3The butterfly pattern on porcelain often symbolizes longevity and happiness, especially on Qing Dynasty porcelain.Khan Academy
4Pine, bamboo, and plum are known as the 'Three Friends of Winter,' symbolizing resilience, integrity, and friendship. These patterns are very common on Ming and Qing dynasty porcelain.World History Encyclopedia
5Ming dynasty blue-and-white porcelain was painted with cobalt blue, featuring patterns of flowers, fish, and birds, symbolizing auspiciousness and prosperity.Metropolitan Museum of Art
6In the late Ming Dynasty, porcelain began to adopt floral patterns influenced by Islamic art, reflecting cultural exchanges between the East and the West.British Museum
7The patterns of '福' (blessing), '祿' (prosperity), and '壽' (longevity) on Qing Dynasty porcelain are often used to express wishes for happiness, wealth, and long life.Smarthistory
8Doucai technique reached its peak in the Qing Dynasty, with colorful patterns such as dragons and auspicious symbols of Buddhism on porcelain, symbolizing imperial authority and religious beliefs.Khan Academy
9The symbols of Christianity such as the cross and images of the Virgin Mary on Ming and Qing dynasty porcelain reflect the fusion of Eastern and Western religious art.MDPI
10The practice of adding the emperor's reign mark and the artist's signature to the bottom of porcelain began in the Ming Dynasty, which increased the value and historical significance of the porcelain.World History Encyclopedia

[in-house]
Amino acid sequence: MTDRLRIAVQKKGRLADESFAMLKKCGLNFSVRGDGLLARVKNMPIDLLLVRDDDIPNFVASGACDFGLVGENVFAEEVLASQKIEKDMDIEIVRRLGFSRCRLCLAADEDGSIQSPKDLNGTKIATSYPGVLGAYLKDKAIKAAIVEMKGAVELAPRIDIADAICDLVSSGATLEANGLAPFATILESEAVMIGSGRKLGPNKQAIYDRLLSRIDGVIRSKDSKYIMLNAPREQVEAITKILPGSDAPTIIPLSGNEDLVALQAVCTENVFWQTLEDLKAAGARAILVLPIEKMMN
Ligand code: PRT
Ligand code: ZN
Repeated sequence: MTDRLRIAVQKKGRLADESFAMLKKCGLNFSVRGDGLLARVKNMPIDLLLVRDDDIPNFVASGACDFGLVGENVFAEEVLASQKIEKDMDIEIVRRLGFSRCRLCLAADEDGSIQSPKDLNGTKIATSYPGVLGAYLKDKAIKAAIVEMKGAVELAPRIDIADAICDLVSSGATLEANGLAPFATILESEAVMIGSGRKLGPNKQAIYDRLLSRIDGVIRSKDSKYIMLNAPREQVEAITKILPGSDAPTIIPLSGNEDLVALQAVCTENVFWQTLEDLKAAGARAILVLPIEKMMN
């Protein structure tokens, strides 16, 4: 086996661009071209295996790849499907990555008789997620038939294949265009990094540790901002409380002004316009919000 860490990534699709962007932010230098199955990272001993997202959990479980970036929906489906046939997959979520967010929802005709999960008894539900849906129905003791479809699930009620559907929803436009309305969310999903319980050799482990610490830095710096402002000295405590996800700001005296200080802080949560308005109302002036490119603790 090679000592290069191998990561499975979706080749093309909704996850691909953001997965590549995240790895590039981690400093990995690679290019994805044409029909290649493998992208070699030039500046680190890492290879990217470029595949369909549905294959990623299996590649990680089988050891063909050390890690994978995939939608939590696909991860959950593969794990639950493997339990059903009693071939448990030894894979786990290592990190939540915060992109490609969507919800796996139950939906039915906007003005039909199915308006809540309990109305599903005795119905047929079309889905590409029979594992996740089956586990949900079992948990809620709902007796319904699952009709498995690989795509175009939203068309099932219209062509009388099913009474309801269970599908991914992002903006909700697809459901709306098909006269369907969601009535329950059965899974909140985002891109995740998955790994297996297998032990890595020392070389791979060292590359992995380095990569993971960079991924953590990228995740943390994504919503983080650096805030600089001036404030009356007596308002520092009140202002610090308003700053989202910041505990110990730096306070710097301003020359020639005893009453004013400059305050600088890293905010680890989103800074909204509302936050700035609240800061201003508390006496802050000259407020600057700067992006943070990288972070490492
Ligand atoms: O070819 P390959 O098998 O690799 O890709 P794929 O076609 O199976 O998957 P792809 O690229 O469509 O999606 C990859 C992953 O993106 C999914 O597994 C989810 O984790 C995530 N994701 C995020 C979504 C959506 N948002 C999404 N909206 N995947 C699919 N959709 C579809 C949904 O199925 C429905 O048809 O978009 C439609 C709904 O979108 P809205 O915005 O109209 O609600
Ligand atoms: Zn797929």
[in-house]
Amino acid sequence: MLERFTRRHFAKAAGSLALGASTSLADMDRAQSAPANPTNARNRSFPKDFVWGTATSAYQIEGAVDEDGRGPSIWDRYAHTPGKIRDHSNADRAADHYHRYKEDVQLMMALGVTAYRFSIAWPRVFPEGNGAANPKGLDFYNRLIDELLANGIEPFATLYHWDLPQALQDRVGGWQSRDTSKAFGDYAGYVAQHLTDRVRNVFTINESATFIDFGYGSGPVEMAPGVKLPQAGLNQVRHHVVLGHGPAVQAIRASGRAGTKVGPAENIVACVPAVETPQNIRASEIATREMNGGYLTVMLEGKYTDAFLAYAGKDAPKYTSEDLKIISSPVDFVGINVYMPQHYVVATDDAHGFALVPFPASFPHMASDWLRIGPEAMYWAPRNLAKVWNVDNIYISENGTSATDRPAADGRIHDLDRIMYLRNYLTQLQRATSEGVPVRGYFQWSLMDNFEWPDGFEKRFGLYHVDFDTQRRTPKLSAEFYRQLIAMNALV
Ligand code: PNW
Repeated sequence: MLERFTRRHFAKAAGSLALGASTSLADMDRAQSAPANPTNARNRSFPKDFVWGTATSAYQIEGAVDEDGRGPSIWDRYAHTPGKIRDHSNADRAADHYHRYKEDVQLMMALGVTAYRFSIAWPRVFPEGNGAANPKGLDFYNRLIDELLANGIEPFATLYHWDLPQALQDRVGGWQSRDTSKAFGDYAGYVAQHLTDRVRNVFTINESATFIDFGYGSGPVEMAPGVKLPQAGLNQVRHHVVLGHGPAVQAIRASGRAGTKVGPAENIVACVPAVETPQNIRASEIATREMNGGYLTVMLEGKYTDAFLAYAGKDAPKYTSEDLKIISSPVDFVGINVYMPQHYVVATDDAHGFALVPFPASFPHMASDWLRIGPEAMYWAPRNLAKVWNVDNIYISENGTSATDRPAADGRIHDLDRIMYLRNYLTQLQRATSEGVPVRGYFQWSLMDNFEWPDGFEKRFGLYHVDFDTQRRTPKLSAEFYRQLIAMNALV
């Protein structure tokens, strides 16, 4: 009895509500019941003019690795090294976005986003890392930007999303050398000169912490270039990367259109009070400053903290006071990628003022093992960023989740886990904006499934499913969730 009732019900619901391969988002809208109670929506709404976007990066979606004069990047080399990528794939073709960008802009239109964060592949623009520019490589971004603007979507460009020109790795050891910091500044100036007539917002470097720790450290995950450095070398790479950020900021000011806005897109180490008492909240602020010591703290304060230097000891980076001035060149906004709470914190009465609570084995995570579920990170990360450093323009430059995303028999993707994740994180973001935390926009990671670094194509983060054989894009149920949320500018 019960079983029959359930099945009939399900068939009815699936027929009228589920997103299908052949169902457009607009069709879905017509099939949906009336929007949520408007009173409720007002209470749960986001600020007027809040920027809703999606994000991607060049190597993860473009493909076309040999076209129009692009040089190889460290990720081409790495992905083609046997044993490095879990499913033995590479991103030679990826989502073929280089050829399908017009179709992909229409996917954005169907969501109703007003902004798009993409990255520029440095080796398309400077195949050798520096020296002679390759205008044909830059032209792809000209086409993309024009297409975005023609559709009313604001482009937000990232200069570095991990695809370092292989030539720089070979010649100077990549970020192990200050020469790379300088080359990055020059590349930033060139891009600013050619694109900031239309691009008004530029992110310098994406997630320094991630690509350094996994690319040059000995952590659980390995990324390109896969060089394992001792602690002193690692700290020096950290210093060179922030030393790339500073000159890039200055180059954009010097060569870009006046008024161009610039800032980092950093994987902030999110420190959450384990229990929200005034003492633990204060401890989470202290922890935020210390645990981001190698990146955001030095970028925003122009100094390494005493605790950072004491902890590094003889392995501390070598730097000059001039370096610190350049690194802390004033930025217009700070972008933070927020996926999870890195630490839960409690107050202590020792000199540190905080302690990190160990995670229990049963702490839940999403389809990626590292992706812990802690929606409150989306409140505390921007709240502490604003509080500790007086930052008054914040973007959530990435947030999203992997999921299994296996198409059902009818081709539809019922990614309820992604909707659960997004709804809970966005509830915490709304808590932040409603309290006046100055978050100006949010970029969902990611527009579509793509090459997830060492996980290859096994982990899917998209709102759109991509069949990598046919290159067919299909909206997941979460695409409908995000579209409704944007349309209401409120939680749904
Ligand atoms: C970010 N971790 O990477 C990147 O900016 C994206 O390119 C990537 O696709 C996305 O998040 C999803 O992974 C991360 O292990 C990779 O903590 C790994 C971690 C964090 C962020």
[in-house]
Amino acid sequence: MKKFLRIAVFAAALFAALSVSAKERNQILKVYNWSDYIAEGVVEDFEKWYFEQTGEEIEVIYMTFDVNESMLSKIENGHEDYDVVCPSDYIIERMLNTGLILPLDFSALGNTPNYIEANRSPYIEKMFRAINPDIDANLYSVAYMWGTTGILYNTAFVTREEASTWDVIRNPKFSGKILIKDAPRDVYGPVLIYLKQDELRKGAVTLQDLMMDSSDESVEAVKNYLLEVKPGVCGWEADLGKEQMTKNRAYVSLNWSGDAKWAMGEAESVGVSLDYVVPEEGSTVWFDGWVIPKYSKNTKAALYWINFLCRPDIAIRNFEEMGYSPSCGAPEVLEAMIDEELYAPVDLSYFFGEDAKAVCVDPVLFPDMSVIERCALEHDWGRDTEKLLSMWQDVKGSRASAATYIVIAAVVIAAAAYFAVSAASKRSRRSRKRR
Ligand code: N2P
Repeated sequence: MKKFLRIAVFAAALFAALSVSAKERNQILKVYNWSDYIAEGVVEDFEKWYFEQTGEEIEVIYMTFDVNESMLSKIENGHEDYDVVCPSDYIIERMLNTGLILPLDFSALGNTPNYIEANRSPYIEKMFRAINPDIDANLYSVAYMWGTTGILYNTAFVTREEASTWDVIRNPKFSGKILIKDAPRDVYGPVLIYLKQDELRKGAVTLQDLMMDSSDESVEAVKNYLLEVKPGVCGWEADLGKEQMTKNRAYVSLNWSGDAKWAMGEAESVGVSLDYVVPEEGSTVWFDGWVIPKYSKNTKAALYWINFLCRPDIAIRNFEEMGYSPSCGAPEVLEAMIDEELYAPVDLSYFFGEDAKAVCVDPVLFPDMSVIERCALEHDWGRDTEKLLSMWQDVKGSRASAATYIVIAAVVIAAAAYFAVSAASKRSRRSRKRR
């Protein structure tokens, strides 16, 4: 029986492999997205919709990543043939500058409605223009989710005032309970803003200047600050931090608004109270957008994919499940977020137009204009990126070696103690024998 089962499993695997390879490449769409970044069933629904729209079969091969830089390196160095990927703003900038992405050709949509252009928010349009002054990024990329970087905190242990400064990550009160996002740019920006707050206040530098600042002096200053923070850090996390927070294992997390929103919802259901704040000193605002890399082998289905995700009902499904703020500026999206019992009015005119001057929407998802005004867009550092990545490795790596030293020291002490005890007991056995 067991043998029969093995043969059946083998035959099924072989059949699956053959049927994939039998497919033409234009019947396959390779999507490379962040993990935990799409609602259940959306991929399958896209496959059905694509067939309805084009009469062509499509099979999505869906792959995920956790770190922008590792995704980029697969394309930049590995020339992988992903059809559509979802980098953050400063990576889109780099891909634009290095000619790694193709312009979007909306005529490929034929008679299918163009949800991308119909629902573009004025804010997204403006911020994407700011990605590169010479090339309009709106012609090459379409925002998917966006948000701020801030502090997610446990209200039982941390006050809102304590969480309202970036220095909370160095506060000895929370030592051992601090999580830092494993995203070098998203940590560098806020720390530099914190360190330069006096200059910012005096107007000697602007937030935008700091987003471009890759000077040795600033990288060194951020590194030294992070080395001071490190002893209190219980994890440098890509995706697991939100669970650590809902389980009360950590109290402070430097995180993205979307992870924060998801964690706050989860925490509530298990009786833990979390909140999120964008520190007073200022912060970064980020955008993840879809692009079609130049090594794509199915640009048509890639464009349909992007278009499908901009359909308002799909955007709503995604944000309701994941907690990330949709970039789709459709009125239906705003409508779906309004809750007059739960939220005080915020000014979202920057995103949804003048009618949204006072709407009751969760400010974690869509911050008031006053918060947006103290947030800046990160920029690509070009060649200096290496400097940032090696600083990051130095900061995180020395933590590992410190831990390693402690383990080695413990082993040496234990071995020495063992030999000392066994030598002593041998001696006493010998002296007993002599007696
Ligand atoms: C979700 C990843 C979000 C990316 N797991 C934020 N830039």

The painted porcelain tea sets of the Ming and Qing dynasties fundamentally embody a cultural significance of "symbolism and metaphor." This symbolism and metaphor are not only fully expressed in the painted porcelain, but also hold a prominent position in other art forms. For example, literati painters from the Song and Yuan periods tirelessly depicted pine, plum, and bamboo, a tradition that continued into the Ming and Qing dynasties. Rooted in the use of objects to express emotions, thoughts, and implications indirectly and subtly, this approach employs symbolism in a gentle yet profound manner.

The painted decorations on porcelain tea sets also exhibit unique craftsmanship. For instance, the pine, bamboo, and plum "Three Friends" teapot produced during the Kangxi and Yongzheng reigns of the Qing dynasty. The motif of the "Three Friends" embodies a righteous spirit, conveying cultural connotations of symbolism and abundance: pine symbolizes longevity like the Southern Mountain, bamboo represents integrity enduring through the years, and plum signifies enduring flowering despite the cold.

Lotus patterns are more commonly used in painted porcelain tea sets, featuring various themes and diverse depiction methods. Themes include auspicious motifs like lotus giving birth to sons, fish playing among lotus, mandarin ducks in lotus ponds, and herons peering into lotus blossoms. These themes, depicting love and fertility, convey cultural symbolism and metaphor in a simple and concise manner, expressing people's wishes for enduring love and highlighting the profound subconscious significance of "sexuality" for contemporary audiences. The lotus often appears alongside birds like mandarin ducks and herons on painted porcelain tea sets, symbolizing conjugal bliss and prosperity. The use of symbolic and metaphorical artistic techniques enriches the auspicious meanings, reflecting people's aspirations for happiness. Lotus flower motifs on Qing dynasty tea sets often depict lotus plants growing together, symbolizing marital harmony and unity.